The final product was quite tasty and I enjoyed eating the butter smeared on bread. I couldn’t say it was an order of magnitude better than store bought butter, though. Better, yes, but not to the same degree as, say, eating fresh baked bread right from the oven in comparison to bread from the store. Furthermore, for my gallon or so of raw milk, I skimmed off a little over a pint of cream and ended up with around a quarter pound of butter. The next week’s process proved more successful, with a better skimming of about a pint and a half and around six ounces of butter, but I still realized that it takes a lot of milk to produce a modest amount of butter.

I considered all these factors as I debated with myself as to whether or not to make butter regularly. The more I thought about it, the more variables I considered, until I finally managed to turn my consideration of butter into something of a philosophy of homesteading to be used for this series of posts. The philosophy is rooted in many of the same themes and considerations that have been and will continue permeating my How To Be Poor series on voluntary poverty, as well as the thoughts and ideas behind this blog in general. As such, the major underlying tenets that I’ll be using for this series are that I’ll be taking into account my own personal context, I’ll be looking to educate and demystify with these posts, and I’ll be focusing on patterns and systems. All of those tenets need further explanation, so if you don’t mind, I’ll now break out the bold.

Personal Context
The matter of butter illuminates this tenet well. I’m already receiving a gallon of raw milk each week. Raw milk, for those who may not be familiar with it, is simply milk that has not been pasteurized or homogenized. My milk comes from a local farm, it has a fat content higher than whole milk in the store, and it’s delicious. It comes in a steel milk pail that I return each week and which has a wide mouth lid on it. That means that each week, I can bring home my milk and leave it alone for a few days in the fridge until a good amount of the cream rises to the top, then I can skim off that cream and use it to make butter.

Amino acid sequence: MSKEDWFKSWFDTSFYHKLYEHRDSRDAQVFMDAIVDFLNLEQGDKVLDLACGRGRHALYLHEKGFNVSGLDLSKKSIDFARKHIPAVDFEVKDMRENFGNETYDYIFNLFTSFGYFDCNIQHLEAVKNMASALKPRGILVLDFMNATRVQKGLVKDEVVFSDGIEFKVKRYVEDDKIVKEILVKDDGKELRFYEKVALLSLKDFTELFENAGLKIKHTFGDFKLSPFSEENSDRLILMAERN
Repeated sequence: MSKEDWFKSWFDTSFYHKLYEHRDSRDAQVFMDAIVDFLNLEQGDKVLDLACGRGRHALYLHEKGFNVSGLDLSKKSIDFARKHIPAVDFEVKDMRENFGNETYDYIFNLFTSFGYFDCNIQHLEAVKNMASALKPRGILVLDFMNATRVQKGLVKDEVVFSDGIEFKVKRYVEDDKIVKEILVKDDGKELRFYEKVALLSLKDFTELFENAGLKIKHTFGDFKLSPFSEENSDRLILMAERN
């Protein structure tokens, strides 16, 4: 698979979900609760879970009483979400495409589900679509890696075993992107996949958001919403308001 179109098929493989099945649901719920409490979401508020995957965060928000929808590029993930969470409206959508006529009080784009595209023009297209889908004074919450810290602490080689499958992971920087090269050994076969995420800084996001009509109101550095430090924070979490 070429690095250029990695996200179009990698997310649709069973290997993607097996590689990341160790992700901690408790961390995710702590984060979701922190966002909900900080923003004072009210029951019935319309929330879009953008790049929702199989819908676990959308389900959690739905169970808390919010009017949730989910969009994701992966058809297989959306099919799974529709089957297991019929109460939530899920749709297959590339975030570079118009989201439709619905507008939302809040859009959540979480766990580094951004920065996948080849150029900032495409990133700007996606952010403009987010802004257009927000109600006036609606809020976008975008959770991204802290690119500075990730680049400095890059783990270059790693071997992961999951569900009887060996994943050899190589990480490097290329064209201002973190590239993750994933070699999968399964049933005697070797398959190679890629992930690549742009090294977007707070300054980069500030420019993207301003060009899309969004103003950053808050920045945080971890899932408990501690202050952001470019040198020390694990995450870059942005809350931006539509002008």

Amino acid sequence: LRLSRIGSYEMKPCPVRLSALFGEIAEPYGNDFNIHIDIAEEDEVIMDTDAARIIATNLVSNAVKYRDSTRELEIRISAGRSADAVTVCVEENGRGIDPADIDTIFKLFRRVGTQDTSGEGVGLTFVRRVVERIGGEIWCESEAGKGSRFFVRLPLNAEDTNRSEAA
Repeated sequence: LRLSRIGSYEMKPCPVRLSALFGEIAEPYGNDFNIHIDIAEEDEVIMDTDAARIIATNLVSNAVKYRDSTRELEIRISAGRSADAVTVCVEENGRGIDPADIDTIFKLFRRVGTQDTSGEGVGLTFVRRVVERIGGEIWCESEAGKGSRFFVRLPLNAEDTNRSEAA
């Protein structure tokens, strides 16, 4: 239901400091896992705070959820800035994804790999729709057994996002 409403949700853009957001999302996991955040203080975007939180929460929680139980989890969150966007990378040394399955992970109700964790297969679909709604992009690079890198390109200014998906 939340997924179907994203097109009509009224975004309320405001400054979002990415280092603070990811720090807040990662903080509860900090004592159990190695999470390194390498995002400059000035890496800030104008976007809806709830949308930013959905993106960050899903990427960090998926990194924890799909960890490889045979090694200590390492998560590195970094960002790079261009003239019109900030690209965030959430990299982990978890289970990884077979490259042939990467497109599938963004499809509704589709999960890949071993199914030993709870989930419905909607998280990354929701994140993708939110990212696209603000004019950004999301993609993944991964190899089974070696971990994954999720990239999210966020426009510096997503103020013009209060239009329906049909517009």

Already receiving that milk is my context—with that context being that I already have available to me a weekly source of high quality, locally-produced cream and it even comes in a container that makes it easy for me to skim off and separate that cream. Since I have that source available to me, it makes sense that I make use of it to provide myself with butter. If I didn’t have this available to me, then making my own butter at home might involve simply going to the store and buying cream, bringing it home and then using that to make my own butter. While there’s nothing wrong with that, I’m not really creating the benefit of cutting out the middle man since I’m still buying the cream from the store, I’m probably not creating butter much different than what I could buy at the store, and I’m probably spending more money on it. What I’m doing instead, to a large degree, is simply introducing an extra step into my life for minimal benefit.

Now, that doesn’t mean it might not be a great step to introduce. If I simply really enjoy the process of making the butter, than that’s great. Homesteading is fun outside of moral, ethical or financial concerns, without question. But while that fun is going to be present in this series, I also am intent on rooting it in context, in what makes sense, in the sort of activities that my life already is arranged for. I want to take into account my context and work within that context, rather than creating habits without concern for the rest of my life.